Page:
Sixth Sunday of Easter
I am happy to tell you this morning that, between mid-June and mid-November, I have been asked to officiate 6 weddings! It’s rare that this happens so frequently within such a short amount of time, and I see it as a sign of good news for our church. Love is in the air, and I am praying that each couple will be “fruitful and multiply” according to their wishes and desires. We need more children in our day school!
One of the first questions I often ask these couples is “How did the two of you meet?” As you might imagine, I have heard an array of answers over the years: “We met online. He/she was sitting at a table or the seat near mine. He/she was a waiter serving my table. I had recently moved to New York City or into the apartment building or the neighborhood, and he/she was the first person I met or who extended hospitality. We met through mutual friends, at school or work.” And every now and then, someone will say, “We met at church!” So if you are looking, keep coming because you just never know what you might find!
It is also true of other people, friends, and the like who enter our lives almost by random, having been at the “right place at the right time” and somehow, they have stuck. Others came along but were never intended to stay and were more like ships passing in the night.
It seems to me that some of these encounters are miraculous in a holy kind of way. The likelihood of it all seems slim: the right place, right time, right frame of mind, and an openness to give and receive.
My guess is that most of us have been a little awed by such matters at some point and time. I know I have. How just one turn in the opposite direction, a few minutes late or early and we might have missed each other. If I had gone that way instead of that way. Or sat there instead of there. Or simply said “no”; which would have still be alright, but saying “yes” proved far more rewarding – or vice versa – but you get the point don’t you?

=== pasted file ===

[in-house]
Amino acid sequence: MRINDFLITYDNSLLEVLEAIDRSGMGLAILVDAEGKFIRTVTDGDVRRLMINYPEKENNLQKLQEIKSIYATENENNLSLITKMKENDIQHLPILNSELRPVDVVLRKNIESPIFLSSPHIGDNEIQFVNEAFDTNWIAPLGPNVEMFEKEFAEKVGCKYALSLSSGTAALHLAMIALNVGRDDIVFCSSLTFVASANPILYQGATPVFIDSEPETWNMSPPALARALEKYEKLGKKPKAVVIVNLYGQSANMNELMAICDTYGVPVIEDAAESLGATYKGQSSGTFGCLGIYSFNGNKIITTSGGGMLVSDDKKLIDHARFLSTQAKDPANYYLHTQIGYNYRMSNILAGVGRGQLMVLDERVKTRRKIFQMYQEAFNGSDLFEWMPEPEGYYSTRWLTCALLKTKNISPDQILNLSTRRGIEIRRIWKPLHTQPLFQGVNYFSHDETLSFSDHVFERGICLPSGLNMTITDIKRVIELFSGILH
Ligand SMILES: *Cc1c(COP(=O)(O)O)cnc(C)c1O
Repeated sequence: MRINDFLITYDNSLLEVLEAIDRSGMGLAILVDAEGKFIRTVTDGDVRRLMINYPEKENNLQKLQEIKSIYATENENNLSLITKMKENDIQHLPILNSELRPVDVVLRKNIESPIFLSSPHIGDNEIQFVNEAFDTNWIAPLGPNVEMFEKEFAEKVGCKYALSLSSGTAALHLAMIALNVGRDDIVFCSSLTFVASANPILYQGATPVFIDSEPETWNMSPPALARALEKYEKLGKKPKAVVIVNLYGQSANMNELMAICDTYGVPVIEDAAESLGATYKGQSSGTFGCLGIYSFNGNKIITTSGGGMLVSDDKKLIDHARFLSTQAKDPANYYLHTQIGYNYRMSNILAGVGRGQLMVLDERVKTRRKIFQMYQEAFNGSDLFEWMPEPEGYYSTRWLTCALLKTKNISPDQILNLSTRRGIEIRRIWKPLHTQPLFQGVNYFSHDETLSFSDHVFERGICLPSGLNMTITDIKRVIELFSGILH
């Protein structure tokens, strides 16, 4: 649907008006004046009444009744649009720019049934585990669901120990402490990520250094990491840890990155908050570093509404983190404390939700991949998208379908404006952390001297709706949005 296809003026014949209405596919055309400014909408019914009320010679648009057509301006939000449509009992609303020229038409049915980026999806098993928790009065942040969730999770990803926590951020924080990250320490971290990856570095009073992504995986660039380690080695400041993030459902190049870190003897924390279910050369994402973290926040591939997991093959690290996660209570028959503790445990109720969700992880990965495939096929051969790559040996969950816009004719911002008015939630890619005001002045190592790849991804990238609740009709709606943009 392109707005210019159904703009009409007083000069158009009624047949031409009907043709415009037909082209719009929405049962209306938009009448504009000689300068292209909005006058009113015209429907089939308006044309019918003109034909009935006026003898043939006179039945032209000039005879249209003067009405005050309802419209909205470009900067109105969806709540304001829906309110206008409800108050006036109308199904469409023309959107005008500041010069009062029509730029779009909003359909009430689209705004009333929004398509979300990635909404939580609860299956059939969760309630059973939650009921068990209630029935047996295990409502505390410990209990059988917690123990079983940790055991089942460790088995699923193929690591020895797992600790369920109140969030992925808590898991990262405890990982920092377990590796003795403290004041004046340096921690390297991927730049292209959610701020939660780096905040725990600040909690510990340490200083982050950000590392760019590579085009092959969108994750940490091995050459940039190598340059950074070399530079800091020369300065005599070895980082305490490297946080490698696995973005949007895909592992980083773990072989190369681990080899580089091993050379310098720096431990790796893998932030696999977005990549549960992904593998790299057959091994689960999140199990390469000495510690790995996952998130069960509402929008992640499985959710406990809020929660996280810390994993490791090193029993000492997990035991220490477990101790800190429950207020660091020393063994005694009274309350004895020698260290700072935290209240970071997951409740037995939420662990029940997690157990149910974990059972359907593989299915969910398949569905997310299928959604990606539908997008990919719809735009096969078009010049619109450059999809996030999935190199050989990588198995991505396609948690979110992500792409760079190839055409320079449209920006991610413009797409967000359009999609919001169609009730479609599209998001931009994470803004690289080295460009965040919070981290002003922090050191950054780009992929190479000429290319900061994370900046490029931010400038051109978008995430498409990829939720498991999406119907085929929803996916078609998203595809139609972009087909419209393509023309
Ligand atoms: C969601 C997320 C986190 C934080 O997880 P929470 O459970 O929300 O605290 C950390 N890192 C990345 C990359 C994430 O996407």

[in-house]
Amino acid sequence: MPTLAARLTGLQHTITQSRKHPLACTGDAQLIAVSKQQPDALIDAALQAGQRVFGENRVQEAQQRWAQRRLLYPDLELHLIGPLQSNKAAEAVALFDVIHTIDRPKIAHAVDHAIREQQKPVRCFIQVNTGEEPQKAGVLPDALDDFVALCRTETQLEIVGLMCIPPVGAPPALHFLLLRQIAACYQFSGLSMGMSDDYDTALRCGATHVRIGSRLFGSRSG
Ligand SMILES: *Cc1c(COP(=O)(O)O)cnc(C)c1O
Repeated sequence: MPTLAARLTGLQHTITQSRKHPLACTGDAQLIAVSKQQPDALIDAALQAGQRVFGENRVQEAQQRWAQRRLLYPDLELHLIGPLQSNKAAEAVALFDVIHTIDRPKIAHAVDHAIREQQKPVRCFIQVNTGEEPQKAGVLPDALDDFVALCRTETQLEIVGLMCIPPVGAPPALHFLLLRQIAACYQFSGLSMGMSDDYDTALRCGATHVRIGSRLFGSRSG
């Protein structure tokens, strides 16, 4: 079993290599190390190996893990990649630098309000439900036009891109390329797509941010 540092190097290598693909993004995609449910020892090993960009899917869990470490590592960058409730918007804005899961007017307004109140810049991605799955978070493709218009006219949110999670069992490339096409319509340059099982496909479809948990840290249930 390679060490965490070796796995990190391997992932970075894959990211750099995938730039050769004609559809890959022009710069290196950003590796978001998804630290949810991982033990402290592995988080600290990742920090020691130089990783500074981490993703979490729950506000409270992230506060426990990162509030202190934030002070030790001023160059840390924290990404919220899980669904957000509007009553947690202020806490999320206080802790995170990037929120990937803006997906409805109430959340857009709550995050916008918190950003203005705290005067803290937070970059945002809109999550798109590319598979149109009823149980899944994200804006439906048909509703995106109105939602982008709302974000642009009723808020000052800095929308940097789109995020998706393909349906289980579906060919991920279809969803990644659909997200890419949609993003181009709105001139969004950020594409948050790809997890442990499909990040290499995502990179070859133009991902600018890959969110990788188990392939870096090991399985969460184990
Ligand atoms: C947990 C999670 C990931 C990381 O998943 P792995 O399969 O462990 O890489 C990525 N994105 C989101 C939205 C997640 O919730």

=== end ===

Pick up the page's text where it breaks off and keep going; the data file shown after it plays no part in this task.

In our New Testament lesson, we find what appears to be a chance encounter by the Apostle Paul and a woman named Lydia. On another day at another time, Paul and Lydia might never have met. But this day, they were there together and both their lives were changed remarkably.
We find Paul on a missionary journey in Philippi, a small colony occupied by the Roman government.
Earlier, he had experienced a strange dream that he couldn’t let go. Paul saw a vision in which a man was summoning him to come over to Macedonia and help. Believing that it was God who had called him, Paul set out along with Silas and others on a missionary journey. On the Sabbath day, they went outside the city gate – most likely where the synagogue was located. And there by the riverside, they found a group of women and began to share the gospel. One of the women gathered was named Lydia.
Now, the scriptures don’t tell us a whole lot about Lydia, and what we know of her is found in just a few verses. We know that she is a Gentile; a non-Jewish person, an outsider. She was not “supposed” to be a believer of Jesus Christ.
She is a professional woman, a business person, an entrepreneur and seller of purple dye, which would have been the most valuable of all material cloth in those days. We know that she was a leader in charge of her household, for when she was converted they all are baptized. We know that Lydia was open to the world around herself with watchful eye and spirit for something new.